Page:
The emerging generation of trillion-parameter language models take significant computation to train. Activating only a portion of the network at a time can cut the requirement dramatically and still achieve exceptional results.

What’s new: Researchers at Google led by Nan Du, Yanping Huang, and Andrew M. Dai developed Generalized Models (GLaM), a trillion-parameter model for language tasks. Like the company’s earlier Switch, this work uses mixture-of-experts (MoE) layers to select which subset(s) of a network to use depending on the input. It provides a clearer picture of how MoE can save time and electricity in practical language tasks.

Key insight: A neural network’s parameter count entails a compromise between performance (bigger is better) and energy cost (smaller is better). MoE architectures use different subsets of their parameters to learn from different examples. Each MoE layer contains a group of vanilla neural networks, or experts, preceded by a gating module that learns to choose which ones to use based on the input, enabling different experts to specialize in particular types of examples. In this way, the network uses less energy and learns more than the size of any given subset might suggest.

How it works: The authors trained a transformer model equipped with MoE layers (similar to GShard) to generate the next word or part of a word in a text sequence using a proprietary 1.6-trillion-word corpus of webpages, books, social media conversations, forums, and news articles. They fine-tuned the model to perform 29 natural language tasks in seven categories such as question answering and logical reasoning.

  • During training, each input token (a word of text) passed through an encoder made up of alternating self-attention and MoE layers.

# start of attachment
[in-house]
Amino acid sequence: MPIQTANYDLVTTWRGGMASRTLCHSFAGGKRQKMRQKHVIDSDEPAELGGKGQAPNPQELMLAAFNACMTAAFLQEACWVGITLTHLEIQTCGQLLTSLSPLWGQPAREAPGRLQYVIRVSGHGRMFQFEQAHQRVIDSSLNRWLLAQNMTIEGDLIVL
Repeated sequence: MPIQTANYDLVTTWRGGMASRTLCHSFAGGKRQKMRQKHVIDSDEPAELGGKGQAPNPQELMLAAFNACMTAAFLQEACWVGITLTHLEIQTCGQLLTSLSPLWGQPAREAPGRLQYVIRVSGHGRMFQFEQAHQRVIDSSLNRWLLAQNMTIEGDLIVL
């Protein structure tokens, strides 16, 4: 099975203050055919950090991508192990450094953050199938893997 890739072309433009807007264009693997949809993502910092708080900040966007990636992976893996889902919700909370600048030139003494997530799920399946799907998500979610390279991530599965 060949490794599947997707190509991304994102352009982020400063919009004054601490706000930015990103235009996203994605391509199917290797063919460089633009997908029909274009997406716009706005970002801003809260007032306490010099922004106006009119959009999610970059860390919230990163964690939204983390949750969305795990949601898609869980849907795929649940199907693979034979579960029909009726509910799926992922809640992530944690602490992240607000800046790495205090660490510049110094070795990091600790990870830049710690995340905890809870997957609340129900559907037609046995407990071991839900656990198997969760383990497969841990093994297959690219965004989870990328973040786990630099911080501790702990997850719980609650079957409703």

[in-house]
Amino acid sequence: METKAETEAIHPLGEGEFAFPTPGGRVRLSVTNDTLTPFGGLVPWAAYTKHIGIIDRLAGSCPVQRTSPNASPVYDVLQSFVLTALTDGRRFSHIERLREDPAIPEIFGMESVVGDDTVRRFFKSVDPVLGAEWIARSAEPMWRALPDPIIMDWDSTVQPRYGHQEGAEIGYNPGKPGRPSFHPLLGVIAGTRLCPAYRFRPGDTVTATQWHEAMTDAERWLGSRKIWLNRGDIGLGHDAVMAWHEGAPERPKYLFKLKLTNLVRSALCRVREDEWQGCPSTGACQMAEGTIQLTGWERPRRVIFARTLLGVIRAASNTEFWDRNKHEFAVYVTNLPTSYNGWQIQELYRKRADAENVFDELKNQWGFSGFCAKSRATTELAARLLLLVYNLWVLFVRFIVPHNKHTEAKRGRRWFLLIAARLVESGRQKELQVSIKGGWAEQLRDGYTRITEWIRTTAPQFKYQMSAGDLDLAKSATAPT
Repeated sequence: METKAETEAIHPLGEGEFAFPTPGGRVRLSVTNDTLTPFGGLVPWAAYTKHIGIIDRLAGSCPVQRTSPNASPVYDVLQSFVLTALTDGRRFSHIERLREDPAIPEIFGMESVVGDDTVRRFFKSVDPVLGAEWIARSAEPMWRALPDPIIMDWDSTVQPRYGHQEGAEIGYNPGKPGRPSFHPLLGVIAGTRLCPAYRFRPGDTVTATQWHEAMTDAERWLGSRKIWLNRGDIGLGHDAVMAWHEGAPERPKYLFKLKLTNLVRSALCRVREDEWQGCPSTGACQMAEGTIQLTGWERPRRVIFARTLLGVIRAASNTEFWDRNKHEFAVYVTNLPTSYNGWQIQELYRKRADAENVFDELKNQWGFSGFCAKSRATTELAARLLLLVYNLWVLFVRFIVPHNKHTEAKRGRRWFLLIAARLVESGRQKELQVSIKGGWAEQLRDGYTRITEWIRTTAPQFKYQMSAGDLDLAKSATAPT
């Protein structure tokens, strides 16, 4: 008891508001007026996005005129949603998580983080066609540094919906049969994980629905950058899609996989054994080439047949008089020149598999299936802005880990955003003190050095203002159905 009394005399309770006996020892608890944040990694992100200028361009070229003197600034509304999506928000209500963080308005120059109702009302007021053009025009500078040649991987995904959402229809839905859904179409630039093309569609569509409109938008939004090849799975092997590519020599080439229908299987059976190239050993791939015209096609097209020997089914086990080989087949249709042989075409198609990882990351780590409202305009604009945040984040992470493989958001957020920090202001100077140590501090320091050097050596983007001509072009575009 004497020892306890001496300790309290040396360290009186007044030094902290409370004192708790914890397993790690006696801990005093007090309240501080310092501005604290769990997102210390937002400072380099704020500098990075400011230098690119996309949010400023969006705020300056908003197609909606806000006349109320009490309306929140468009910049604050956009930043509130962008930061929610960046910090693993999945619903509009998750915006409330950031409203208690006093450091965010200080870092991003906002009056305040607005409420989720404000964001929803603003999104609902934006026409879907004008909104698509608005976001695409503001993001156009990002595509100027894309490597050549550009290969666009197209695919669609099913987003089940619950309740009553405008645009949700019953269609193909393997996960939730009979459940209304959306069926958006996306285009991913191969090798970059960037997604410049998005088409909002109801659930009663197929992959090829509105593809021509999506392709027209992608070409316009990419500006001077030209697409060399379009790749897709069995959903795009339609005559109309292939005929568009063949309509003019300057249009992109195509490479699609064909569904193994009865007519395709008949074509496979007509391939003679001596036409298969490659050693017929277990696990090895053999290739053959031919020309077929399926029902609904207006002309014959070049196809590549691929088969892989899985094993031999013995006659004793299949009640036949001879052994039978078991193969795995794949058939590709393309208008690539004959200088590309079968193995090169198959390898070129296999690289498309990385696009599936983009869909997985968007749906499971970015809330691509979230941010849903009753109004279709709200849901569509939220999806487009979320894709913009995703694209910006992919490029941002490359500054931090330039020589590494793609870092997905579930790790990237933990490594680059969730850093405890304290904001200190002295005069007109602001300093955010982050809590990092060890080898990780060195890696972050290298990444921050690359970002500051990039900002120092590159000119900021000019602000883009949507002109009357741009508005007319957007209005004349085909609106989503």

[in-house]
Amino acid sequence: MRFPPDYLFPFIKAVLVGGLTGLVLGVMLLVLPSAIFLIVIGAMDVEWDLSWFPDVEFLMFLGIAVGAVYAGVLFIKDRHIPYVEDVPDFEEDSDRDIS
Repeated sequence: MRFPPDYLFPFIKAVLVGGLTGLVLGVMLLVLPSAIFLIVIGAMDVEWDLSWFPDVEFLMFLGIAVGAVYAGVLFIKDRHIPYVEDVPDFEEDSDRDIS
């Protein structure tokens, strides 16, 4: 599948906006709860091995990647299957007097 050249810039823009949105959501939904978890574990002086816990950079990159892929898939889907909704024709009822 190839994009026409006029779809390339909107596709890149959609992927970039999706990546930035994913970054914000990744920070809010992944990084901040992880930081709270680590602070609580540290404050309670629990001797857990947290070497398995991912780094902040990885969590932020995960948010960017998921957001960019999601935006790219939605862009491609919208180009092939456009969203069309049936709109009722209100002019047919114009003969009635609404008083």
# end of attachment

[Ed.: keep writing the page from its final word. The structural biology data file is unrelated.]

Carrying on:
• Each MoE layer starts with a gating module. Given a representation from the attention layer, it selects two experts (out of 64) and passes the representation to them. The pair of experts refine the representation separately, creating two new representations. The weighted average of those representations goes to the next self-attention layer.
  • After the last attention layer, a fully connected layer computed the word most likely to follow the input. Since two out of 64 experts were active in any given MoE layer, the network used only 8 percent of its parameters to render each output token.
  • At inference, the authors evaluated their approach on zero- and one-shot tasks. In zero-shot tasks, given a prompt, the model generated an output (for example, an answer to an unseen question). In one-shot tasks, it received a randomly selected example of a completed task from a training set along with an input, and generated an output. (For instance, the model received a paragraph, a question about it, and the correct answer, and then answered a new question about a different paragraph.)

Results: Training the 1.2 trillion-parameter GLaM required 456 megawatt hours, while the 175 billion-parameter GPT-3 required 1,287 megawatt hours. Moreover, GLaM outperformed GPT-3 in six categories of zero-shot tasks and in five categories for one-shot tasks. For example, answering trivia questions in the one-shot TriviaQA, it achieved 75 percent accuracy — a state-of-the-art result —  compared to GPT-3’s 68 percent.

Why it matters: Increased computational efficiency means lower energy costs, presumably making it easier for everyday engineers to train state-of-the-art models. It also means reduced CO2 emissions, sparing the planet some of the environmental impact incurred by AI.

We’re thinking: MoE models are attracting a lot of attention amid the public-relations race to claim ever higher parameter counts. Yes, building a mixture of 64 experts boosts the parameter count by 64 times, but it also means building 64 models instead of one. While this can work better than building a single model, it also diverts attention from other architectures that may yield insights deeper than bigger is better.


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